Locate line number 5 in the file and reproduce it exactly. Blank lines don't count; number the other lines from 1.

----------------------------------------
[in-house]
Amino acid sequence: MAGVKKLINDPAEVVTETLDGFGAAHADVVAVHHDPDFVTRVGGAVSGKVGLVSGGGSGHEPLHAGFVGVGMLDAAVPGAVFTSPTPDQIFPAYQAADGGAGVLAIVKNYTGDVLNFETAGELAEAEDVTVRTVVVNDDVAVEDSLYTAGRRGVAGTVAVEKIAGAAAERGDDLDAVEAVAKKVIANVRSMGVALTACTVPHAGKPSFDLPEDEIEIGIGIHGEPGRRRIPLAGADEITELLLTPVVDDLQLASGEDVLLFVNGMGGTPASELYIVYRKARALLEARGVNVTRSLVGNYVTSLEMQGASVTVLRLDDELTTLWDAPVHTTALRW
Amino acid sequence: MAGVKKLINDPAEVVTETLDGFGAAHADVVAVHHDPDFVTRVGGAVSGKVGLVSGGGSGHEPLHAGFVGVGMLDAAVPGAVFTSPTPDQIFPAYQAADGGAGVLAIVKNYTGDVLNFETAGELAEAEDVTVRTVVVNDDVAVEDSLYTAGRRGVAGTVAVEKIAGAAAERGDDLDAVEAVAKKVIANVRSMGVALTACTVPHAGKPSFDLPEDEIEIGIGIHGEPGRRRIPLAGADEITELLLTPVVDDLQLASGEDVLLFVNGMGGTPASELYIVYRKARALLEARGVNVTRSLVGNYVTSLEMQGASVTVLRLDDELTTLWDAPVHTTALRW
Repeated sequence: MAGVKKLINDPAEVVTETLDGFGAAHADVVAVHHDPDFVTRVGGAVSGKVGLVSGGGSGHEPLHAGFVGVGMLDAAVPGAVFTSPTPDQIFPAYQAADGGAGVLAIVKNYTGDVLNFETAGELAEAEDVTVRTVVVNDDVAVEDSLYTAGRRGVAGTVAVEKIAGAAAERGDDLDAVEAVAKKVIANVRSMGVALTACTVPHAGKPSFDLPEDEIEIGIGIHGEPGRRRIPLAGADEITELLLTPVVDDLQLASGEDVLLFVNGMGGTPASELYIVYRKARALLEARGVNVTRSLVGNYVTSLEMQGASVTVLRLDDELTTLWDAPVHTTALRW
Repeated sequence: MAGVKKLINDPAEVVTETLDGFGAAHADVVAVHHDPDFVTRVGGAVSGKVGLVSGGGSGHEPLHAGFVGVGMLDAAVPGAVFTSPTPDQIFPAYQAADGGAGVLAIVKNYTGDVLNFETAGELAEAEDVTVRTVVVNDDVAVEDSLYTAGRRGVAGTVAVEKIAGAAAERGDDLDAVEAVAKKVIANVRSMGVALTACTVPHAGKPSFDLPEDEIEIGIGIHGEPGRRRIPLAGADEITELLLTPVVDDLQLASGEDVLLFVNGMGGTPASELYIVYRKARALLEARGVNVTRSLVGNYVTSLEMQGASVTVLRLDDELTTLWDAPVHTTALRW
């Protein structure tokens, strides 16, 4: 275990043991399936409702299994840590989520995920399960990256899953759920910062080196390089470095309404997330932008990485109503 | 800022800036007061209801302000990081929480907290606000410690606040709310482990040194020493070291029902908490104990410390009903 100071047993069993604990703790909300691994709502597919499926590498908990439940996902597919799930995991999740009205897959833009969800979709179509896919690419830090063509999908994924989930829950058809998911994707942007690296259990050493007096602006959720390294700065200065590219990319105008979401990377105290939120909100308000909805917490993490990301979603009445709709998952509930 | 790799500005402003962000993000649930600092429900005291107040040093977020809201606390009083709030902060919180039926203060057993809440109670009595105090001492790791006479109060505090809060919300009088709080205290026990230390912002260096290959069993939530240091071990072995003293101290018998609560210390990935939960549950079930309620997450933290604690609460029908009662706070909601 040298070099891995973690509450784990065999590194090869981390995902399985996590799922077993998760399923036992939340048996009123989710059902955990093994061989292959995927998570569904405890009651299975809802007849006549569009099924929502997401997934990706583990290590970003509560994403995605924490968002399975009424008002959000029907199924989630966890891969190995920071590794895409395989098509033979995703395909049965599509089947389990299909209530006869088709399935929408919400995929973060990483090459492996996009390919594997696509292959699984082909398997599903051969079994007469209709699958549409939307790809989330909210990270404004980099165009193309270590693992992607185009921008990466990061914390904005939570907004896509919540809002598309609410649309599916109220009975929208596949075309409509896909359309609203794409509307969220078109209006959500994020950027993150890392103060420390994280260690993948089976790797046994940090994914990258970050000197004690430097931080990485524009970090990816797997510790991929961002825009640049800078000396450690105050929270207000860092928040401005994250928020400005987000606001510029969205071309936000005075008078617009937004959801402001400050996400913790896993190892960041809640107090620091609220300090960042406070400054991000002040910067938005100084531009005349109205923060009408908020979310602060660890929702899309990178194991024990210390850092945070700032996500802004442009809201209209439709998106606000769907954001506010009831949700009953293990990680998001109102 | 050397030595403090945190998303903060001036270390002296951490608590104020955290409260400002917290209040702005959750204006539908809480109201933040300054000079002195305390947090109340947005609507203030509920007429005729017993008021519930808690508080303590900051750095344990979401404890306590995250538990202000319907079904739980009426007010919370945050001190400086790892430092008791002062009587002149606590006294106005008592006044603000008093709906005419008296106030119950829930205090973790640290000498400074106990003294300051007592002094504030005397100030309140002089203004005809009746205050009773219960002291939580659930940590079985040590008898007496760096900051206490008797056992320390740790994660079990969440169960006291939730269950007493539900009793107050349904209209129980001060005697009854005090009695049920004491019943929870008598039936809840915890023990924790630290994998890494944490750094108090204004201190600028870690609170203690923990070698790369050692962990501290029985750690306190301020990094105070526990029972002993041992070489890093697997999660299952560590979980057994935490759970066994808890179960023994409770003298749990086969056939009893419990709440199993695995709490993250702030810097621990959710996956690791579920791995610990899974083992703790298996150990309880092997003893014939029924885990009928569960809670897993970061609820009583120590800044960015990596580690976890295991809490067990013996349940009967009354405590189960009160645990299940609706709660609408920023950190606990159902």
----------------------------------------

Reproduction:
Repeated sequence: MAGVKKLINDPAEVVTETLDGFGAAHADVVAVHHDPDFVTRVGGAVSGKVGLVSGGGSGHEPLHAGFVGVGMLDAAVPGAVFTSPTPDQIFPAYQAADGGAGVLAIVKNYTGDVLNFETAGELAEAEDVTVRTVVVNDDVAVEDSLYTAGRRGVAGTVAVEKIAGAAAERGDDLDAVEAVAKKVIANVRSMGVALTACTVPHAGKPSFDLPEDEIEIGIGIHGEPGRRRIPLAGADEITELLLTPVVDDLQLASGEDVLLFVNGMGGTPASELYIVYRKARALLEARGVNVTRSLVGNYVTSLEMQGASVTVLRLDDELTTLWDAPVHTTALRW